Who helps MDHHS guide the BioTrust program?
Four different advisory boards help guide BioTrust policies and operations. Board members represent the major state universities, research institutions, disease and advocacy organizations, community groups and the public. Below is a visual that shows the governance structure of the BioTrust.
What are the goals of the BioTrust program at MDHHS?The primary goals are to: (1) make blood spots more useful for medical and public health research while protecting privacy, (2) store blood spots to better preserve the samples, (3) encourage research, (4) engage and inform the public and (5) allow personal decision-making.
What is the Michigan Neonatal Biobank (MNB)?The Michigan Neonatal Biobank (MNB) is a 501(c)3 non-profit organization serving as the repository for storage and management of Michigan’s newborn screening blood spot samples. The MNB is a temperature controlled, secure facility at Wayne State University’s Biobanking Center of Excellence in Tech Town (www.mnbb.org). The only samples currently stored at the MNB are blood spots left-over from Michigan’s newborn screening program. The MNB cannot access data and only receives blood spots and linked data that have been labeled with a code. The MNB is not permitted to use or release DBS except for as directed by MDHHS.
Who oversees the Michigan Neonatal Biobank?Oversight of the MNB is provided by a board of directors. One board member is appointed from each of the institutions that collaborated to establish the MNB– the Michigan Department of Health and Human Services, Van Andel Institute, Michigan State University and the University of Michigan.
What is the difference between the Michigan BioTrust for Health and the MNB?
The BioTrust is a program run by the Department of Health and Human Services to oversee Michigan’s stored blood spots and their use in health research. The BioTrust encompasses outreach and community engagement, policy development as well as coordination and approval of research requesting blood spots.
The MNB is the contracted storage repository for Michigan’s residual newborn screening blood spot samples. The MNB is responsible for securely storing and optimally preserving blood spots and only releases them when directed by MDHHS. They also work to promote the use of these samples in health research.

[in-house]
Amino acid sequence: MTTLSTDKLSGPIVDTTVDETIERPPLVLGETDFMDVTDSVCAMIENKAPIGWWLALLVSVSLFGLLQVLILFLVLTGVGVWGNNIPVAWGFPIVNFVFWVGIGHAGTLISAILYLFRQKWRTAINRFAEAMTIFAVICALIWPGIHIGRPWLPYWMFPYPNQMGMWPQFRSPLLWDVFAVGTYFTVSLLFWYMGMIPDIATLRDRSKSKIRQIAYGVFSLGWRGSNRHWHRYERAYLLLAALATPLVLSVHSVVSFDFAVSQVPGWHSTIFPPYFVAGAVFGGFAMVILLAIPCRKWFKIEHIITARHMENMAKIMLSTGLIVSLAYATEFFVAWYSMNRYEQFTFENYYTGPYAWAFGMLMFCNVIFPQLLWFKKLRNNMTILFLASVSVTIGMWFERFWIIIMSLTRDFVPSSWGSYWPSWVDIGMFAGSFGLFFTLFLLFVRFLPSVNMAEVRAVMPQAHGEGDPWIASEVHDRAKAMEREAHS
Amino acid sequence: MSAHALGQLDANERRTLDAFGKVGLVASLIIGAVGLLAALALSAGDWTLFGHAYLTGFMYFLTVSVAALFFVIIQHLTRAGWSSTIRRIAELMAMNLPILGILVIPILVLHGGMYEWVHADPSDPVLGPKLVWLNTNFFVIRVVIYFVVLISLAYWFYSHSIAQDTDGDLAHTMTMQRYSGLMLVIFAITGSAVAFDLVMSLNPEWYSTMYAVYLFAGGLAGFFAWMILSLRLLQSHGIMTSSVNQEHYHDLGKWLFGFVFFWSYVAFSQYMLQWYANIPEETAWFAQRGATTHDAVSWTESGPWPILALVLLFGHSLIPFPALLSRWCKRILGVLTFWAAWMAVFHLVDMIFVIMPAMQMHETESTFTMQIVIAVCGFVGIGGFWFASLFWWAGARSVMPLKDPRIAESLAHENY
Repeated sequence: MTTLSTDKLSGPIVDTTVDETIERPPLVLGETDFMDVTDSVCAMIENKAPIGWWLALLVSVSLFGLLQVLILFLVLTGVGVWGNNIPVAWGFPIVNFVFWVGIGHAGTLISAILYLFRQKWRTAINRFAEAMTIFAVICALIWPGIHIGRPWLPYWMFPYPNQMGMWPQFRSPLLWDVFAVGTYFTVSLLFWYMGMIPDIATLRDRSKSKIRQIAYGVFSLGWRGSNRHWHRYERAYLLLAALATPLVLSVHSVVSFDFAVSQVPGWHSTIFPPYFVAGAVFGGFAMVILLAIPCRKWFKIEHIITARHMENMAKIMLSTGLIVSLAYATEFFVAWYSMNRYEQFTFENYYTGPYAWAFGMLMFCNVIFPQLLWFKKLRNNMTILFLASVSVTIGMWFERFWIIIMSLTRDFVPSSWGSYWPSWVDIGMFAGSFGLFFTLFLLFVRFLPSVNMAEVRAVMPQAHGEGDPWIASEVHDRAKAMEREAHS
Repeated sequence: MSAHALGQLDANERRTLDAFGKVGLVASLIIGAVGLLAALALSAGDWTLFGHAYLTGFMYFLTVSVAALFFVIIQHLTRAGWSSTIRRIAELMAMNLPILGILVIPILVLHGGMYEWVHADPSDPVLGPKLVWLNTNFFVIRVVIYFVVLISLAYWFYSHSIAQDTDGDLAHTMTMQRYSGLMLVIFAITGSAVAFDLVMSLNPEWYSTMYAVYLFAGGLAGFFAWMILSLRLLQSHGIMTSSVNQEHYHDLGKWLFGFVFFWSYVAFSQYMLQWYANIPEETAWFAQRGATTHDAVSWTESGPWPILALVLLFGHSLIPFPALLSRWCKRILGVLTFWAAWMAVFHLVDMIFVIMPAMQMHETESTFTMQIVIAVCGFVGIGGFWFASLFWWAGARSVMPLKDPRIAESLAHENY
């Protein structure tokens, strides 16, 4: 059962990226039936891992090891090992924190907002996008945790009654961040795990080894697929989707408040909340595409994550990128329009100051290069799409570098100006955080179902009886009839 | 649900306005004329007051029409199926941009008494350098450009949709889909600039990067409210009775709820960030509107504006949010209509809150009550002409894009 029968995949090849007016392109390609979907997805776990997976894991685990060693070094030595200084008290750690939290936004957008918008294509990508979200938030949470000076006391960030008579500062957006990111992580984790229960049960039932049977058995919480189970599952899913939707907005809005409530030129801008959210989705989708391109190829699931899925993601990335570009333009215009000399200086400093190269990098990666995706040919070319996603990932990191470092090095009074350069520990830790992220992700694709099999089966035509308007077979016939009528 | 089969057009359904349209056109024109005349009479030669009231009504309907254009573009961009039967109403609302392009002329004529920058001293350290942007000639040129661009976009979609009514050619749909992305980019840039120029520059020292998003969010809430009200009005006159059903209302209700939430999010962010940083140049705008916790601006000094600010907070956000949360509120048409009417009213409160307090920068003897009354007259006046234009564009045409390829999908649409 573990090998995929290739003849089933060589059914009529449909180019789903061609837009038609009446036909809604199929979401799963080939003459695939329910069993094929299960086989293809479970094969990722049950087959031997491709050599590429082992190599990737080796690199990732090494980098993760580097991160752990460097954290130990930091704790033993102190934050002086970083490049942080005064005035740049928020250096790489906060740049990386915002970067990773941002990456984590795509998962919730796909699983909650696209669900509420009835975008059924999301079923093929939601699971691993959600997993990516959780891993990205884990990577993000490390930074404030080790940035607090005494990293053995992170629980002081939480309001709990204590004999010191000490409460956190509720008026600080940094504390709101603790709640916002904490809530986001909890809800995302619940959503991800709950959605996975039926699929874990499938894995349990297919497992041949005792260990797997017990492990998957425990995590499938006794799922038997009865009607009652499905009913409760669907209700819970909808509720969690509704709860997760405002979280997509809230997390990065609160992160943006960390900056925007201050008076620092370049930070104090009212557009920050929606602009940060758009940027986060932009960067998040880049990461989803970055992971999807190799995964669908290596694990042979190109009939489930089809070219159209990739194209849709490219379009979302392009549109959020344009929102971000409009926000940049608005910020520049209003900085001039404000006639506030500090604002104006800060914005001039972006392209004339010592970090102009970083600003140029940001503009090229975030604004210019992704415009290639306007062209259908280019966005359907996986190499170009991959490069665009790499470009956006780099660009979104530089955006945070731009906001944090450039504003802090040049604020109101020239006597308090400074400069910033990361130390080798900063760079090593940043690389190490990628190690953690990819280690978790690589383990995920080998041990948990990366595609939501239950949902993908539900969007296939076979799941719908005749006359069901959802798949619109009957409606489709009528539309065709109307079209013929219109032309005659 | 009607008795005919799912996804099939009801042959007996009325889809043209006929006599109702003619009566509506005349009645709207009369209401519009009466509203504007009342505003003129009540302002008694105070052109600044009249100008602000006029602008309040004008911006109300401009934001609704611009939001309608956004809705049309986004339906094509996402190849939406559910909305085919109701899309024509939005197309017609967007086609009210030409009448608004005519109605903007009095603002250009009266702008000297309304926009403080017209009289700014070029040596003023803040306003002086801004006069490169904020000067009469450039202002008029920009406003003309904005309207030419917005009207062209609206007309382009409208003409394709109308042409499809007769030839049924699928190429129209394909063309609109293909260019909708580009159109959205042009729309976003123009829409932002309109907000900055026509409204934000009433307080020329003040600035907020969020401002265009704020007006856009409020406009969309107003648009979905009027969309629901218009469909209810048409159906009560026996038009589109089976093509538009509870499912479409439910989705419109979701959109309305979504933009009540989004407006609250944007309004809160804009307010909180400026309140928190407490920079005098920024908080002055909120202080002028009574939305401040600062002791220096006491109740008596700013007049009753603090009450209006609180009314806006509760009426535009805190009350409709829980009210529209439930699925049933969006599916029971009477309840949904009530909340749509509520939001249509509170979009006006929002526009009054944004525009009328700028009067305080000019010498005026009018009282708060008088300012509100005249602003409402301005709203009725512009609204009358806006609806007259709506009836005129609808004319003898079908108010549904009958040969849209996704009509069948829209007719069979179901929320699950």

How are dried blood spots made available for research?Dried blood spots are valuable for public health research because they provide information about environmental and biological factors that can affect human health. MDHHS created the Michigan BioTrust for Health, a program designed to oversee and facilitate researcher access to dried blood spots following careful review of each proposed study. At MDHHS’s direction, the Michigan Neonatal Biobank makes de-identified dried blood spots available to public health researchers.
Michigan was the first state to seek consent from all new parents for de-identified medical research using newborn screening dried blood spots. Beginning on May 1, 2010, hospitals and midwives began providing a consent form to new parents. Parents are empowered to choose whether or not they want their baby’s residual dried blood spots to be used for deidentified medical research benefitting public health. Spots collected prior to May 1, 2010, can be used for deidentified medical research unless a parent submits a request to mark their child’s spots as unavailable for research. Parents who do not want their child’s spots to be kept by MDHHS can submit a request to have those spots destroyed. Adults can make these requests on their own behalf.
Why use left-over blood spots for research?There are many reasons why blood spots are a unique resource for medical and public health research studies. Because these samples are collected when babies are about 1 day old, they provide a snapshot of biological functions shortly after birth that researchers can study to gain insight into newborn health. Blood spots contain genetic and other kinds of biomarkers that may be useful for studying birth defects or chronic diseases. Blood spots may also show if there was exposure to infections or toxins (such as pesticides or lead) before birth. Because many blood spots can be provided at one time, it is easier for researchers to study very large numbers of people from all over the state. This is simpler than trying to collect a new sample from each person and may help speed up the chance of new discoveries, improve quality, and possibly reduce the cost of research.